Our Innovative Subscription Service - Book Love Co.

We are excited to unveil our new, innovative initiative, BOOK LOVE, a monthly subscription service that sends books and enrichment activities right to your doorstep each and every month. We understand that it's hard to make it to the library given our society's "hustle and bustle culture." We also know that parents do not always know which books to buy, particularly for students who have fallen behind. We would LOVE to help!

 

When you register, you'll tell us your child's grade level, their interests, and any challenges you all are facing as it pertains to reading. We will handpick a few books each month and will send those books to you along with enrichment activities (comprehension questions, writing assignments, coloring worksheets, etc.) and parent resources. You are also welcome to connect with us virtually (yes, you can speak to a live consultant!) so that we're able to give you pointers on how to optimize the time you spend reading with your child. Register today!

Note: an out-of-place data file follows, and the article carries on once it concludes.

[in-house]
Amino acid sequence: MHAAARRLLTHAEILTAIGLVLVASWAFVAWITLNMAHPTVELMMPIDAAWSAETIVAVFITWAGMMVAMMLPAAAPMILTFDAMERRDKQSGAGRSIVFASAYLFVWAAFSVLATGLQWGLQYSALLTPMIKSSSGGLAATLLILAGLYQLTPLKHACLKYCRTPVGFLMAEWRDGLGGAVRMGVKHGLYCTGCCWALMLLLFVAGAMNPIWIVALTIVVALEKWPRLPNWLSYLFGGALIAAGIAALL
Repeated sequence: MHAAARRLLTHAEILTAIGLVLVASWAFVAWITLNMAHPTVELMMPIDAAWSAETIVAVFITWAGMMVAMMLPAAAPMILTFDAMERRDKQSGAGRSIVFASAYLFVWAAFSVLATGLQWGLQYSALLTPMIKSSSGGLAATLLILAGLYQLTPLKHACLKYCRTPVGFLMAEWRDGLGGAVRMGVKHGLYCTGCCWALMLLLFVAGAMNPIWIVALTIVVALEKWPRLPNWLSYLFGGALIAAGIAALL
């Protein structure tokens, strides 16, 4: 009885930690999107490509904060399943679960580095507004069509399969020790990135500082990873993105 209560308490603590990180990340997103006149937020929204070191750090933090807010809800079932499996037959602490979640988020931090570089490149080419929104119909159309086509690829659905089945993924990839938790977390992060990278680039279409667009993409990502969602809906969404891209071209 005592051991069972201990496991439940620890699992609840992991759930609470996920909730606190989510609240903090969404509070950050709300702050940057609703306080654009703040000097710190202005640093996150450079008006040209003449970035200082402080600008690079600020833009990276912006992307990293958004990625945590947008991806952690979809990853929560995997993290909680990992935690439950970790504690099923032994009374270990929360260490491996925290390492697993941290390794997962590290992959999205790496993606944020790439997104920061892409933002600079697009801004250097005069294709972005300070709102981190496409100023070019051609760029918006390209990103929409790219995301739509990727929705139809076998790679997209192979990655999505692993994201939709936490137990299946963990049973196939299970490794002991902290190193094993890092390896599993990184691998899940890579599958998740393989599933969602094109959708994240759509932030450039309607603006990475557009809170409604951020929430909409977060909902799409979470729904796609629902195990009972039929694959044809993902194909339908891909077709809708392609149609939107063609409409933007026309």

New Year, New President... Now What?

The heated presidential race leading up to the election of Donald Trump in November of 2016 has revealed a starkly divisive America. Of course, this is not to say that we weren't a divided country prior to Trump's campaign, but the campaign's rhetoric added fuel to the already existing polarization. As Trump continues to settle in, what does this new presidency mean for our education system? 

Meet Betsy DeVos, Trump's pick for Secretary of Education. She is a proponent of "school choice" and "voucher-system schooling." This perspective encourages competition among schools, allowing parents to choose "for profit" private or charter schools for their students to attend, instead of investing in the public school system. It mimics "the market" in that the worse products, i.e. schools, are weeded out while the best ones survive market forces (theoretically). However, market choices in this sense typically favor those who are actually empowered to choose -- the wealthy -- while being hardest on the poor and marginalized who don't have the benefit of choosing. 

Read more about the potential "marketization" of our domestic school system in this article published by The Atlantic.